A study of personality and compulsive internet use in adults from the UK, the US and the UAE

Quinones-Garcia, Cristina and Korak-Kakabadse, Nada (2015). A study of personality and compulsive internet use in adults from the UK, the US and the UAE. In: Journal of Behavioral Addictions, p. 32.

Abstract

Background and aims: Compulsive Internet Use (CIU) has been studied among adolescents, but less is known about the prevalence in adults and theoretical development of risk factors is scarce. The study of personality traits and CIU has revealed significant associations with neuroticism and introversion, although these relationships do not seem to be consistent across studies. According to Davis (2000), the social function of the Internet is key to identify the traits that increase vulnerability to CIU. Since Self-Concept Clarity (SCC) is associated with social phobia in face to face interactions, we expected that individuals with low SCC would show a marked preference for virtual social interactions and in turn, higher CIU. Because SCC is related to well-being in Individualistic samples, we expected that the association between SCC and CIU would be weaker in our Collectivistic sample, particularly when respondents reported high levels of offline social support.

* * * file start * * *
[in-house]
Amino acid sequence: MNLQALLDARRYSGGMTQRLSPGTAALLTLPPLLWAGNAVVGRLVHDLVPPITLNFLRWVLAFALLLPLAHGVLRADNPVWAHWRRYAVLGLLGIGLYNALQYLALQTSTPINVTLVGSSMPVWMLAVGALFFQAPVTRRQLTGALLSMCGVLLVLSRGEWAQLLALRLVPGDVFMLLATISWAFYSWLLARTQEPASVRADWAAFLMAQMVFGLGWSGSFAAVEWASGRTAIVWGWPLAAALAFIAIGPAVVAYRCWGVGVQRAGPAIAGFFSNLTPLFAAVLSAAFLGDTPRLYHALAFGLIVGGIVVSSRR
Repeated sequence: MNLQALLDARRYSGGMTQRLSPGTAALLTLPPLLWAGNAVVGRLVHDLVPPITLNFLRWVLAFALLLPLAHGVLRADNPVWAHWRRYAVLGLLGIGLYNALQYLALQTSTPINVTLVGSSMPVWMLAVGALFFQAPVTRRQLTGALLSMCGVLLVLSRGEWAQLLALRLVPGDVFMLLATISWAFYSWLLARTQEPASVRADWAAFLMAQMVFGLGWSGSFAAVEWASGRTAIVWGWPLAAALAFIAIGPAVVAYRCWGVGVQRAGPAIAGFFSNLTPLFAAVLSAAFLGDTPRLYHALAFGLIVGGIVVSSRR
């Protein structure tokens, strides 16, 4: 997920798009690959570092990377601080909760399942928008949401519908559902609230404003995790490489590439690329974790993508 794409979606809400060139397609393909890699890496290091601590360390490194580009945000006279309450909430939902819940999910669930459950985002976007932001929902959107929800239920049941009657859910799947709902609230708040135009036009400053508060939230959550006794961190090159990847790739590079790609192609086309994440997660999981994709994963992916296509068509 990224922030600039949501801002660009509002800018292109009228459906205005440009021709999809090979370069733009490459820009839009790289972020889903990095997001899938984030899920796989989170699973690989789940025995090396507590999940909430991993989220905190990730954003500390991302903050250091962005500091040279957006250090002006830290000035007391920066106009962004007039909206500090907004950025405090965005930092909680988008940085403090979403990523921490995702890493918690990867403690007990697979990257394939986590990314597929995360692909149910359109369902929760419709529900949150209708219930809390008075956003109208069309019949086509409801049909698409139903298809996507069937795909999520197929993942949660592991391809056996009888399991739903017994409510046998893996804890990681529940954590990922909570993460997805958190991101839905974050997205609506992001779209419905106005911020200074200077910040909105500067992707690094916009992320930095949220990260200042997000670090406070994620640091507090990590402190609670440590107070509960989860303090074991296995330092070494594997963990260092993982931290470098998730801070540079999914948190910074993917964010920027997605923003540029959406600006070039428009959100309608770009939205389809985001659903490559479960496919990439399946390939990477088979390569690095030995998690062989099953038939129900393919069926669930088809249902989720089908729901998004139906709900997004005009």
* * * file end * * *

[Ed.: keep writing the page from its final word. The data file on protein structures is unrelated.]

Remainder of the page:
Methods: We used survey-based design with samples from UK (N=277), US (N=268) and UAE (N=285). We tested the model with Multi-group Confirmatory Factor Analysis with AMOS 20.

Results: The relationship between SCC and CIU was partially mediated by preference for virtual interactions in UK and US. In the UAE, the relationship between SCC and CIU was weak and not significant, at low and high levels of social support respectively. We also found that UAE reported higher levels of CIU than UK and USA, even though they spent the lowest time online.

Conclusion: Our results provide new insights on the association between personality and CIU through the preference for virtual interactions. Importantly, the impact of SCC on CIU is not as relevant in countries with more collectivistic cultures.

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